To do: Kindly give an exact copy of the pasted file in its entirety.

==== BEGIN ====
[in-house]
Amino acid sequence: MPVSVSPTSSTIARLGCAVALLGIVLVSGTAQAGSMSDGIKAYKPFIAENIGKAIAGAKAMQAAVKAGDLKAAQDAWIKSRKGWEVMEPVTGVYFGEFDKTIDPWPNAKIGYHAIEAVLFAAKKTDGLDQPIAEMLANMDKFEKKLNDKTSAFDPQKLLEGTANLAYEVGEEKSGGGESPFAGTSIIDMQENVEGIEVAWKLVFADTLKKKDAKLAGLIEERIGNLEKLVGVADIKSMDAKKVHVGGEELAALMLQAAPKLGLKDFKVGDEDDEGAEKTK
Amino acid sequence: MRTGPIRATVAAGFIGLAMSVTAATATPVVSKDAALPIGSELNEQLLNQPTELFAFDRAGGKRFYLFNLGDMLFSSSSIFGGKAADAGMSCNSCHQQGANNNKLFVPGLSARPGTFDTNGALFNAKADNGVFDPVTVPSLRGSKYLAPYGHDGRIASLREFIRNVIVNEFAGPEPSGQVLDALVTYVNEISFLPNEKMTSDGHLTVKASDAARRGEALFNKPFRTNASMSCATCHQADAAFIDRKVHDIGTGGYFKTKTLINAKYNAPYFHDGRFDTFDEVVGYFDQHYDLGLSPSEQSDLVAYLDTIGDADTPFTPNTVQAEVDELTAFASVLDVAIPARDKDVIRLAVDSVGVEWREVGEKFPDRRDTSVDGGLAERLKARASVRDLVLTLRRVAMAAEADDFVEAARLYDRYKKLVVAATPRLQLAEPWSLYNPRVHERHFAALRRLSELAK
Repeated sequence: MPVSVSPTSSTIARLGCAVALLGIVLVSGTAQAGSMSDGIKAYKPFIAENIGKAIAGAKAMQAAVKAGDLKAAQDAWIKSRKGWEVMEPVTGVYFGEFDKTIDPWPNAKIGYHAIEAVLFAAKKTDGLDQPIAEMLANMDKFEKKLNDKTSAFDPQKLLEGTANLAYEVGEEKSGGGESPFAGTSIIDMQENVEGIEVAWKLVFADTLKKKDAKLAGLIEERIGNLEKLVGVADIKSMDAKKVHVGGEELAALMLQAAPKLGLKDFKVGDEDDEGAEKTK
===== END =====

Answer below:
[in-house]
Amino acid sequence: MPVSVSPTSSTIARLGCAVALLGIVLVSGTAQAGSMSDGIKAYKPFIAENIGKAIAGAKAMQAAVKAGDLKAAQDAWIKSRKGWEVMEPVTGVYFGEFDKTIDPWPNAKIGYHAIEAVLFAAKKTDGLDQPIAEMLANMDKFEKKLNDKTSAFDPQKLLEGTANLAYEVGEEKSGGGESPFAGTSIIDMQENVEGIEVAWKLVFADTLKKKDAKLAGLIEERIGNLEKLVGVADIKSMDAKKVHVGGEELAALMLQAAPKLGLKDFKVGDEDDEGAEKTK
Amino acid sequence: MRTGPIRATVAAGFIGLAMSVTAATATPVVSKDAALPIGSELNEQLLNQPTELFAFDRAGGKRFYLFNLGDMLFSSSSIFGGKAADAGMSCNSCHQQGANNNKLFVPGLSARPGTFDTNGALFNAKADNGVFDPVTVPSLRGSKYLAPYGHDGRIASLREFIRNVIVNEFAGPEPSGQVLDALVTYVNEISFLPNEKMTSDGHLTVKASDAARRGEALFNKPFRTNASMSCATCHQADAAFIDRKVHDIGTGGYFKTKTLINAKYNAPYFHDGRFDTFDEVVGYFDQHYDLGLSPSEQSDLVAYLDTIGDADTPFTPNTVQAEVDELTAFASVLDVAIPARDKDVIRLAVDSVGVEWREVGEKFPDRRDTSVDGGLAERLKARASVRDLVLTLRRVAMAAEADDFVEAARLYDRYKKLVVAATPRLQLAEPWSLYNPRVHERHFAALRRLSELAK
Repeated sequence: MPVSVSPTSSTIARLGCAVALLGIVLVSGTAQAGSMSDGIKAYKPFIAENIGKAIAGAKAMQAAVKAGDLKAAQDAWIKSRKGWEVMEPVTGVYFGEFDKTIDPWPNAKIGYHAIEAVLFAAKKTDGLDQPIAEMLANMDKFEKKLNDKTSAFDPQKLLEGTANLAYEVGEEKSGGGESPFAGTSIIDMQENVEGIEVAWKLVFADTLKKKDAKLAGLIEERIGNLEKLVGVADIKSMDAKKVHVGGEELAALMLQAAPKLGLKDFKVGDEDDEGAEKTK